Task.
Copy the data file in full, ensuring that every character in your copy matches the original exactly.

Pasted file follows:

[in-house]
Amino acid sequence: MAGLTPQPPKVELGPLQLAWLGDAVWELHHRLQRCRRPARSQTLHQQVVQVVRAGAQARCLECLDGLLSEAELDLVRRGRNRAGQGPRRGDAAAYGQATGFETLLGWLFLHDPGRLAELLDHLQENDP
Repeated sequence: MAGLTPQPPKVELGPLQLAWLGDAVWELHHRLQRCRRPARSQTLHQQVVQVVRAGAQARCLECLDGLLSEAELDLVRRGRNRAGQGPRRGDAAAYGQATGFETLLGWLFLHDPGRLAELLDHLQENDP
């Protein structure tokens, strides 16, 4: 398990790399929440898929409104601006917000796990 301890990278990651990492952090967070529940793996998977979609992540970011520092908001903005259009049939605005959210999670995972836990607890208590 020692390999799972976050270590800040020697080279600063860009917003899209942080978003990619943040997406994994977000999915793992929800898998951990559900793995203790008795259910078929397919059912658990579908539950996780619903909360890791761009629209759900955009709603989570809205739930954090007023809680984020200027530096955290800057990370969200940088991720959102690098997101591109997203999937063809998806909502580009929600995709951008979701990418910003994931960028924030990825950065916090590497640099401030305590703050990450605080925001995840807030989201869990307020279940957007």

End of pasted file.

[in-house]
Amino acid sequence: MAGLTPQPPKVELGPLQLAWLGDAVWELHHRLQRCRRPARSQTLHQQVVQVVRAGAQARCLECLDGLLSEAELDLVRRGRNRAGQGPRRGDAAAYGQATGFETLLGWLFLHDPGRLAELLDHLQENDP
Repeated sequence: MAGLTPQPPKVELGPLQLAWLGDAVWELHHRLQRCRRPARSQTLHQQVVQVVRAGAQARCLECLDGLLSEAELDLVRRGRNRAGQGPRRGDAAAYGQATGFETLLGWLFLHDPGRLAELLDHLQENDP
């Protein structure tokens, strides 16, 4: 398990790399929440898929409104601006917000796990 301890990278990651990492952090967070529940793996998977979609992540970011520092908001903005259009049939605005959210999670995972836990607890208590 020692390999799972976050270590800040020697080279600063860009917003899209942080978003990619943040997406994994977000999915793992929800898998951990559900793995203790008795259910078929397919059912658990579908539950996780619903909360890791761009629209759900955009709603989570809205739930954090007023809680984020200027530096955290800057990370969200940088991720959102690098997101591109997203999937063809998806909502580009929600995709951008979701990418910003994931960028924030990825950065916090590497640099401030305590703050990450605080925001995840807030989201869990307020279940957007």